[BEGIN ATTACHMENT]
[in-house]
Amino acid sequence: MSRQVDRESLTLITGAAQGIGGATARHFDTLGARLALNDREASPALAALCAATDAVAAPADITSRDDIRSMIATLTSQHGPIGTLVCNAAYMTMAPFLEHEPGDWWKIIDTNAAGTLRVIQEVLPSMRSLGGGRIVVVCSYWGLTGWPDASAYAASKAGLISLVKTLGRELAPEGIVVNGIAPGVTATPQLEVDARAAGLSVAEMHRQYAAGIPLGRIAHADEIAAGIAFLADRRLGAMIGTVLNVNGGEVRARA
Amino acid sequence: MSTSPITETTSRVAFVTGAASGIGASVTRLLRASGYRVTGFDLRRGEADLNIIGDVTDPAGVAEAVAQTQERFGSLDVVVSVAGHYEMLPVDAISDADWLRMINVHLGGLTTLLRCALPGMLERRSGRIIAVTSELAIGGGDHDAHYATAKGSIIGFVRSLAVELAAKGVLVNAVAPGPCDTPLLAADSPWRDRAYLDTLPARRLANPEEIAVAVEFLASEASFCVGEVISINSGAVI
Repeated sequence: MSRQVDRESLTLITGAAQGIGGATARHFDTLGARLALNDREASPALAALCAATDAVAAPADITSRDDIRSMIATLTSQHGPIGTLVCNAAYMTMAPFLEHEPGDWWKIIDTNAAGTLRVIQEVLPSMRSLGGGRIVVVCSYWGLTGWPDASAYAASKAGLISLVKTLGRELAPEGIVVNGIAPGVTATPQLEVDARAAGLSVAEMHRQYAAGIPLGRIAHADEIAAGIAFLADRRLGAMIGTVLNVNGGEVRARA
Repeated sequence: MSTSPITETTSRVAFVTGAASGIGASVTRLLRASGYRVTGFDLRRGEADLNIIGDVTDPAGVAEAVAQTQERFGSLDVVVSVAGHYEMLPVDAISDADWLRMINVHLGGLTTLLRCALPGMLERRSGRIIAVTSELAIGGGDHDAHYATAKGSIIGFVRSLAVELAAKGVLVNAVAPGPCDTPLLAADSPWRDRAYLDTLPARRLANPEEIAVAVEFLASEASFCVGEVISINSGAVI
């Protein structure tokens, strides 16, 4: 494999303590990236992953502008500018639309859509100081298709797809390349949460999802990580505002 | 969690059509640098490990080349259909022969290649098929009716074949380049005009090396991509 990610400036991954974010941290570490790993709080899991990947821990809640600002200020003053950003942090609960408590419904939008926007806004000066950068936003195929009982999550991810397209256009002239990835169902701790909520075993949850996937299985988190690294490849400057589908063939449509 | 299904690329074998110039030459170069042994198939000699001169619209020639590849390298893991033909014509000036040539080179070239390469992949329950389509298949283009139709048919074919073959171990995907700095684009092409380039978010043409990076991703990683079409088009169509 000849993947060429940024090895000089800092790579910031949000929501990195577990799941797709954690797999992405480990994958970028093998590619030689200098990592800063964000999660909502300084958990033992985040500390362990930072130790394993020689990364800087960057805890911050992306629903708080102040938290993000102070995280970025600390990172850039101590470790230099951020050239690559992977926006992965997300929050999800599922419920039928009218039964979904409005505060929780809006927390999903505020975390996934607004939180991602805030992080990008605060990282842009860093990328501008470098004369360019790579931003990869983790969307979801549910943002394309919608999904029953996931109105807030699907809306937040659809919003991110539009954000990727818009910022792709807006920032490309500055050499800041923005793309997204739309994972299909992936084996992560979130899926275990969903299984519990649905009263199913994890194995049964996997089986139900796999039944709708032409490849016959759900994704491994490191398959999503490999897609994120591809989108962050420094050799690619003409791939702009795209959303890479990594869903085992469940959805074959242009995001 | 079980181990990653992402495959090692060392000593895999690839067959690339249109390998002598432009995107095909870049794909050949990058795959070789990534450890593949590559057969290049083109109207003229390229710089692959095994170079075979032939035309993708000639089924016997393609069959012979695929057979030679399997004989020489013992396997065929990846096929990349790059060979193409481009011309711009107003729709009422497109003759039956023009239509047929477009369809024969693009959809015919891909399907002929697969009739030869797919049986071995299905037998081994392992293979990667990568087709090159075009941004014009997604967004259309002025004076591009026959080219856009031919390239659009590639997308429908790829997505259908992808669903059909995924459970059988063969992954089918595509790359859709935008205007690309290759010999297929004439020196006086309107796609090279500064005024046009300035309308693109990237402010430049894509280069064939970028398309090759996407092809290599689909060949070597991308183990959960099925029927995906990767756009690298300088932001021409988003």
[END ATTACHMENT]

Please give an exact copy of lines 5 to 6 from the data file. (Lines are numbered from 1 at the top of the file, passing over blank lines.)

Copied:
Repeated sequence: MSTSPITETTSRVAFVTGAASGIGASVTRLLRASGYRVTGFDLRRGEADLNIIGDVTDPAGVAEAVAQTQERFGSLDVVVSVAGHYEMLPVDAISDADWLRMINVHLGGLTTLLRCALPGMLERRSGRIIAVTSELAIGGGDHDAHYATAKGSIIGFVRSLAVELAAKGVLVNAVAPGPCDTPLLAADSPWRDRAYLDTLPARRLANPEEIAVAVEFLASEASFCVGEVISINSGAVI
């Protein structure tokens, strides 16, 4: 494999303590990236992953502008500018639309859509100081298709797809390349949460999802990580505002 | 969690059509640098490990080349259909022969290649098929009716074949380049005009090396991509 990610400036991954974010941290570490790993709080899991990947821990809640600002200020003053950003942090609960408590419904939008926007806004000066950068936003195929009982999550991810397209256009002239990835169902701790909520075993949850996937299985988190690294490849400057589908063939449509 | 299904690329074998110039030459170069042994198939000699001169619209020639590849390298893991033909014509000036040539080179070239390469992949329950389509298949283009139709048919074919073959171990995907700095684009092409380039978010043409990076991703990683079409088009169509 000849993947060429940024090895000089800092790579910031949000929501990195577990799941797709954690797999992405480990994958970028093998590619030689200098990592800063964000999660909502300084958990033992985040500390362990930072130790394993020689990364800087960057805890911050992306629903708080102040938290993000102070995280970025600390990172850039101590470790230099951020050239690559992977926006992965997300929050999800599922419920039928009218039964979904409005505060929780809006927390999903505020975390996934607004939180991602805030992080990008605060990282842009860093990328501008470098004369360019790579931003990869983790969307979801549910943002394309919608999904029953996931109105807030699907809306937040659809919003991110539009954000990727818009910022792709807006920032490309500055050499800041923005793309997204739309994972299909992936084996992560979130899926275990969903299984519990649905009263199913994890194995049964996997089986139900796999039944709708032409490849016959759900994704491994490191398959999503490999897609994120591809989108962050420094050799690619003409791939702009795209959303890479990594869903085992469940959805074959242009995001 | 079980181990990653992402495959090692060392000593895999690839067959690339249109390998002598432009995107095909870049794909050949990058795959070789990534450890593949590559057969290049083109109207003229390229710089692959095994170079075979032939035309993708000639089924016997393609069959012979695929057979030679399997004989020489013992396997065929990846096929990349790059060979193409481009011309711009107003729709009422497109003759039956023009239509047929477009369809024969693009959809015919891909399907002929697969009739030869797919049986071995299905037998081994392992293979990667990568087709090159075009941004014009997604967004259309002025004076591009026959080219856009031919390239659009590639997308429908790829997505259908992808669903059909995924459970059988063969992954089918595509790359859709935008205007690309290759010999297929004439020196006086309107796609090279500064005024046009300035309308693109990237402010430049894509280069064939970028398309090759996407092809290599689909060949070597991308183990959960099925029927995906990767756009690298300088932001021409988003």